Online groups, summer 2010

Who can become corporate members?

A question about who can become a corporate member of the ISTC became a discussion about what technical communication is.

Most members think that restricting new members is not good. ISTC members can include all people with whom we have something to share. To increase the number of members, we must sell the benefits of the ISTC to people who are interested. We must not have a restricted definition of technical communication.

Because a simple definition of technical communication is not available, some people who are outside our profession do not understand what we do.

Some people who do technical communication work do not call themselves technical communicators. A list of job titles that specifies what technical communicators do is not practical, because a list cannot include all the possible job titles that technical communicators have. The National Occupational Standards for Technical Communicators shows the roles of technical communicators (www.istc.org.uk/professional-resources/national-occupational-standards/).

For one member's comments about the discussion, see www.simple-talk.com/community/blogs/roger/archive/2010/02/02/89303.aspx.

Benefits of the ISTC

A question about the benefits of the ISTC to members caused much discussion. Some frequently mentioned benefits are as follows:

Volunteering has helped one member to develop her knowledge, skills, contacts and client base. Some clients know nothing about the ISTC but they benefit from her knowledge. When a client asks about things that she does not know, she answers, "I don't know, but I know someone who does."

An important role for the ISTC is to show the 'public face' of the technical communication profession.

Plain English and technical communication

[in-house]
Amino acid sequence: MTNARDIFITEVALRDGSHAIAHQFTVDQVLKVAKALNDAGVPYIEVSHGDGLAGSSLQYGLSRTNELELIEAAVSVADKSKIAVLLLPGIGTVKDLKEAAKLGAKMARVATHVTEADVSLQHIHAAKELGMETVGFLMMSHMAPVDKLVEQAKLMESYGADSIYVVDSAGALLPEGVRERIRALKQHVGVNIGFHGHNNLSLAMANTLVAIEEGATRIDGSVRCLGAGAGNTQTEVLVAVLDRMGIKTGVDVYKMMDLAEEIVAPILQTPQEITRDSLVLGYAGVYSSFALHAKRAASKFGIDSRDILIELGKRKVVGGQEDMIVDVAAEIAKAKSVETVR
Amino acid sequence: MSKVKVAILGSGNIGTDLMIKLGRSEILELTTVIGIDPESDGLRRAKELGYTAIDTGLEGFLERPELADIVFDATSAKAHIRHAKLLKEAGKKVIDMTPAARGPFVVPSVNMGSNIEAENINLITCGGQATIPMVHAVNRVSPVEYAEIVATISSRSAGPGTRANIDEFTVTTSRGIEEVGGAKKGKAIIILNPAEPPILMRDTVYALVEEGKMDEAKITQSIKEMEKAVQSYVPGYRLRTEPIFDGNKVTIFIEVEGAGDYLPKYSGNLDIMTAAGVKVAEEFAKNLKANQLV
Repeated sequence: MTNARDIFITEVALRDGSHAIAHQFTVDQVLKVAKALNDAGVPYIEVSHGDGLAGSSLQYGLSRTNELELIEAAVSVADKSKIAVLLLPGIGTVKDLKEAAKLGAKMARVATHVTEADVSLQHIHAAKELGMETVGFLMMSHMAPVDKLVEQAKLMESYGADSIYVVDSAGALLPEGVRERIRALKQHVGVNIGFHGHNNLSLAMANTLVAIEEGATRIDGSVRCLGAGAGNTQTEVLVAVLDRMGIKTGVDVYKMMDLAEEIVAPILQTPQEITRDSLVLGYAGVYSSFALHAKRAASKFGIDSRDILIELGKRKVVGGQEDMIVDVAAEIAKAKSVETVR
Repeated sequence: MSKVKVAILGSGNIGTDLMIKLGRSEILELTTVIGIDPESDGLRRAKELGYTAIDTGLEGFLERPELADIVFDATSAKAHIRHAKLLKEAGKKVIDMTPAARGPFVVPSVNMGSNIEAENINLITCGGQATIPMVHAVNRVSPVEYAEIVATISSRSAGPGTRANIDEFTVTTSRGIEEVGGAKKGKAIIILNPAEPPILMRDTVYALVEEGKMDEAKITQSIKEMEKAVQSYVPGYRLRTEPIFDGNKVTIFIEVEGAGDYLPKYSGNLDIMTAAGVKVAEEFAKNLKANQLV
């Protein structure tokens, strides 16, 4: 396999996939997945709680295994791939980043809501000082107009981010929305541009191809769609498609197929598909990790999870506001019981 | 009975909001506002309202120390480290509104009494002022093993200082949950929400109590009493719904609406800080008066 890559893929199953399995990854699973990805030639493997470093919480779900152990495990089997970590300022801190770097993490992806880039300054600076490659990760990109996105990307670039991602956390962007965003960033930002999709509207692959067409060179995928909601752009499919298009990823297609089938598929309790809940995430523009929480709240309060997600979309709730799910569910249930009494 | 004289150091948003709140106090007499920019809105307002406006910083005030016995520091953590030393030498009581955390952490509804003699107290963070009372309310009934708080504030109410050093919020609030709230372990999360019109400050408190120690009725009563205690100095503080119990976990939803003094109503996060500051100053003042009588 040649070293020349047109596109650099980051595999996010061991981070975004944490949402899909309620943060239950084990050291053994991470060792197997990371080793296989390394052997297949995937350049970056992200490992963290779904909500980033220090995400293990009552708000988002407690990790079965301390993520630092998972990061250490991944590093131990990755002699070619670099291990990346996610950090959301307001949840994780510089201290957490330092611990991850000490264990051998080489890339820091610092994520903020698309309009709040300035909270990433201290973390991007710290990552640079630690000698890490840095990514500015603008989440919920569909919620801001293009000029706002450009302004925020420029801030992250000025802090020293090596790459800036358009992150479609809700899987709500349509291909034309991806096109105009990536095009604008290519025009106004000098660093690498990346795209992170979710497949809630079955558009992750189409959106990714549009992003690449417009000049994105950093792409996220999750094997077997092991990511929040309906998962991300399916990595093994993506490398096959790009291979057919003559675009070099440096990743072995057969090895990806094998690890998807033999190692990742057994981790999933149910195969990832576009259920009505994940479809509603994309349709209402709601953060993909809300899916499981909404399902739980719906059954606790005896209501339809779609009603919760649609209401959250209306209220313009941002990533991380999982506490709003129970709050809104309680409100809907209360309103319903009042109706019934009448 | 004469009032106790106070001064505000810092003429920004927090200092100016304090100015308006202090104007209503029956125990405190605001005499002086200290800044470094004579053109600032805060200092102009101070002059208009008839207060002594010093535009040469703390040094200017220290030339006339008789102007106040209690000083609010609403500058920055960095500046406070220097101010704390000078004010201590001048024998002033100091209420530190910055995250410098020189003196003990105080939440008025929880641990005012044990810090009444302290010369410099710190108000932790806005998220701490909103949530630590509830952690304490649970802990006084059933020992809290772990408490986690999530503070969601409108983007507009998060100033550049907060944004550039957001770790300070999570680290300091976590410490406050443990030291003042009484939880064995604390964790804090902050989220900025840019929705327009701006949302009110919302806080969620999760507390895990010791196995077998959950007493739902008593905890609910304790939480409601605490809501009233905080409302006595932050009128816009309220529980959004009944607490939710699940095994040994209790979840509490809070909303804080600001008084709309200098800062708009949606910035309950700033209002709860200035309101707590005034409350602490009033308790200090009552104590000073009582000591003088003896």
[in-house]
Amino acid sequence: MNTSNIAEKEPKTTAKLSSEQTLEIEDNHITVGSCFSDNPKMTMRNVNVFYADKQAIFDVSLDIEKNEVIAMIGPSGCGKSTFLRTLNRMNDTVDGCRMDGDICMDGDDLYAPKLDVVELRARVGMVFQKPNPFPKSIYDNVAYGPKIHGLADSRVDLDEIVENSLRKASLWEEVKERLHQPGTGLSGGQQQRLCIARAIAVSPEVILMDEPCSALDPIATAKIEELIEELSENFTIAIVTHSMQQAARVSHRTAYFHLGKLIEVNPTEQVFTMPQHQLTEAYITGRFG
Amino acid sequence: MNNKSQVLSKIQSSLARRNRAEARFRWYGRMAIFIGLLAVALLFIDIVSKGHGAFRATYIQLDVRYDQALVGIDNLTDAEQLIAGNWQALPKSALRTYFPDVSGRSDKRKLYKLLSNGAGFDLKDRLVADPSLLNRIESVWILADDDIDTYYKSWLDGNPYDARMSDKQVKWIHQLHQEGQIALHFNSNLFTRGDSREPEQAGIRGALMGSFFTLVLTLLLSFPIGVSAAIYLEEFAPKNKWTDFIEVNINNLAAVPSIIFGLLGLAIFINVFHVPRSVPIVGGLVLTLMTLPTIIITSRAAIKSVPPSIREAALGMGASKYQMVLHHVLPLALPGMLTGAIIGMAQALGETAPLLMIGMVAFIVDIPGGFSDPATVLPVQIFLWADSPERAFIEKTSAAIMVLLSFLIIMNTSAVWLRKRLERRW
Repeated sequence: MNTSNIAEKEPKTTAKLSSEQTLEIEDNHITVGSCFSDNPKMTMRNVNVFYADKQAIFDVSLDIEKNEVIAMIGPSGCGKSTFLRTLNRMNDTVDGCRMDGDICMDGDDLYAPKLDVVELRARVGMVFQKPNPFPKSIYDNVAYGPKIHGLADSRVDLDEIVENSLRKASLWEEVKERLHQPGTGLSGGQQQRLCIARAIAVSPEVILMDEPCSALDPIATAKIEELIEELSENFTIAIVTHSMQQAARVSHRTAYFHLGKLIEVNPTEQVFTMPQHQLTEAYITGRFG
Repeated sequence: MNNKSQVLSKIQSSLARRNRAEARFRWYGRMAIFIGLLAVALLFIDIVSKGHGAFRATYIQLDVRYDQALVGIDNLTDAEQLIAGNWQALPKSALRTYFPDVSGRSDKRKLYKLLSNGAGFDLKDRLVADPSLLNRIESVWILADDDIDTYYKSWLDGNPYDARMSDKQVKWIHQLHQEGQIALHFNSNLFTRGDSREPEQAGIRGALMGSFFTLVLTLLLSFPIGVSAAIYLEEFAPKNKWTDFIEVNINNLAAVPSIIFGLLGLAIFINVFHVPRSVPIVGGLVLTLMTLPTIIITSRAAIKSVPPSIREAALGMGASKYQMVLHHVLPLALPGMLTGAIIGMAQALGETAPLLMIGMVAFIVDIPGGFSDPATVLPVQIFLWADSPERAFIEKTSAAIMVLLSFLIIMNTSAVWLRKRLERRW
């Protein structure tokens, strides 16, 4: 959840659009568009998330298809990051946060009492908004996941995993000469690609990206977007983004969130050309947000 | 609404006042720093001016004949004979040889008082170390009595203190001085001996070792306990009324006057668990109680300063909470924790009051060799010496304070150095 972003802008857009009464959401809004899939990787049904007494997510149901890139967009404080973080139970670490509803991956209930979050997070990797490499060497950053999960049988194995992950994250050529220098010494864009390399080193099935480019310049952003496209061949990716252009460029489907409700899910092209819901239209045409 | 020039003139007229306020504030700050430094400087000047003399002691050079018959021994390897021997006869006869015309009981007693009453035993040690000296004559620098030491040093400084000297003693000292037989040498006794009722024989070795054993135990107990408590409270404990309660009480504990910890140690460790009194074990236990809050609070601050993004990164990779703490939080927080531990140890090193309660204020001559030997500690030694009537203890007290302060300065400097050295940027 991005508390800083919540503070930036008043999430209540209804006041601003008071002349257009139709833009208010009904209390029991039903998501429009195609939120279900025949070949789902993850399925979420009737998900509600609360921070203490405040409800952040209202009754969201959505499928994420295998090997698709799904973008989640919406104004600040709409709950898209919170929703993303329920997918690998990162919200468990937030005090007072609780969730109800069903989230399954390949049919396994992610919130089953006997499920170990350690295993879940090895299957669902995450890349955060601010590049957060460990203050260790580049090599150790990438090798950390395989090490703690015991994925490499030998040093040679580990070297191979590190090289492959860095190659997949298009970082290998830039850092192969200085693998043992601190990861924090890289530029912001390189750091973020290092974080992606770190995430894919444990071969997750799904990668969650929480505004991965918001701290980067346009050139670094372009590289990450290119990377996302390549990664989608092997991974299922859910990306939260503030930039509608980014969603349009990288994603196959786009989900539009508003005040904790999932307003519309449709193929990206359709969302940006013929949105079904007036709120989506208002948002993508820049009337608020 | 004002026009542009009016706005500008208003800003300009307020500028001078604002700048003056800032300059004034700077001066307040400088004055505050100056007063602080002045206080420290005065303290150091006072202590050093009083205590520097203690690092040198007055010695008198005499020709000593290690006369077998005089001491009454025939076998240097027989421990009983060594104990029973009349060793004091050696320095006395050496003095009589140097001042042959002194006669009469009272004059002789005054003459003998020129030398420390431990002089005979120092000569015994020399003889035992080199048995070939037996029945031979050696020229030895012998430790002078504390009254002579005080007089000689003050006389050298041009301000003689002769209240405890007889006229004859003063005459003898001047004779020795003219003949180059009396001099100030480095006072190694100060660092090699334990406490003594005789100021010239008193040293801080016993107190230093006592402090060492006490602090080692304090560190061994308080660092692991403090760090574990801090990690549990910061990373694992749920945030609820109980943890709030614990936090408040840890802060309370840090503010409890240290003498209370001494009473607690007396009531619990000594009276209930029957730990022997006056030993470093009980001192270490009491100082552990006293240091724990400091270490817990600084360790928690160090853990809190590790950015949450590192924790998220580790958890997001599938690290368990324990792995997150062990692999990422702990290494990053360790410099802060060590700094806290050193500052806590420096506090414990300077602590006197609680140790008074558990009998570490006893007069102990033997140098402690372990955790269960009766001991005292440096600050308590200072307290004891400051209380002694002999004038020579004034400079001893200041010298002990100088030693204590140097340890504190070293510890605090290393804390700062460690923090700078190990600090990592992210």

A member discussed plain English with his new manager. To edit documents, the manager used an organization that sells plain-English services. The manager did not know about the ISTC. What are the similarities between plain-English organizations and the ISTC? Why do people use plain-English organizations instead of technical communicators?

In the UK, three commercial organizations sell an approval service for plain English:

One member wrote that a particular plain-English organization is "just another company trying to sell writing and editing services (as far as I can tell), but it seems to have positioned itself as some sort of national guardian of the language."

Another member wrote that a particular plain-English organization has a simple message: business documents are more effective if you use well-known words, short sentences and correct punctuation. However, technical communication is about much more than only words. For example, technical communication can include information design and the use of graphics. [Editor's note. For the review in Communicator, I incorrectly changed the member's comment to become a comment about all plain-English organizations.]

Plain English does not solve all documentation problems. Long, unclear documents that have a bad structure can be written with simple sentences that use the active voice.

Plain English is not always applicable in formal documents such as international standards. Sometimes, changing a word to a 'simpler' word is not correct. In a training course, a plain-English organization suggested changing 'dwelling house' to 'home'. However, in fire safety legislation, the term 'individual dwelling house' has a particular meaning. Only experts know when to use plain English, and when to keep the technical language.

The ISTC must accept that people will compare plain English and technical communication. Therefore, the ISTC must clearly explain the difference between technical communication and the services that the plain-English organizations offer.

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